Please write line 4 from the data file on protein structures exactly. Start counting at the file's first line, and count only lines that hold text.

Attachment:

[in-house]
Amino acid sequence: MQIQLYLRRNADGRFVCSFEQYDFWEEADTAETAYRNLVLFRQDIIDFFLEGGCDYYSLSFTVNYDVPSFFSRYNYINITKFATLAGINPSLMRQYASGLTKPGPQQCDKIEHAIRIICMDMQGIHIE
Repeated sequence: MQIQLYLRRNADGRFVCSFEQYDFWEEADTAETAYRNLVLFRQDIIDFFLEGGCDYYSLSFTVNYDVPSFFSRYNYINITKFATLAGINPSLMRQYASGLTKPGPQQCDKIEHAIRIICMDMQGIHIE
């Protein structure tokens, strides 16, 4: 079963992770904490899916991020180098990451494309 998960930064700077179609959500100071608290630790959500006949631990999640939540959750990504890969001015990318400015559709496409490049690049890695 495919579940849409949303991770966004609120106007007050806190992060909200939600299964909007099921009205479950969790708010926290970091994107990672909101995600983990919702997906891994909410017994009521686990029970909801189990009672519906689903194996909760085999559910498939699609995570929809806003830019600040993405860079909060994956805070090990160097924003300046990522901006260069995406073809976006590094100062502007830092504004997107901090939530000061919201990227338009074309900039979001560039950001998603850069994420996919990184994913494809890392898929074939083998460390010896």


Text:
């Protein structure tokens, strides 16, 4: 079963992770904490899916991020180098990451494309 998960930064700077179609959500100071608290630790959500006949631990999640939540959750990504890969001015990318400015559709496409490049690049890695 495919579940849409949303991770966004609120106007007050806190992060909200939600299964909007099921009205479950969790708010926290970091994107990672909101995600983990919702997906891994909410017994009521686990029970909801189990009672519906689903194996909760085999559910498939699609995570929809806003830019600040993405860079909060994956805070090990160097924003300046990522901006260069995406073809976006590094100062502007830092504004997107901090939530000061919201990227338009074309900039979001560039950001998603850069994420996919990184994913494809890392898929074939083998460390010896």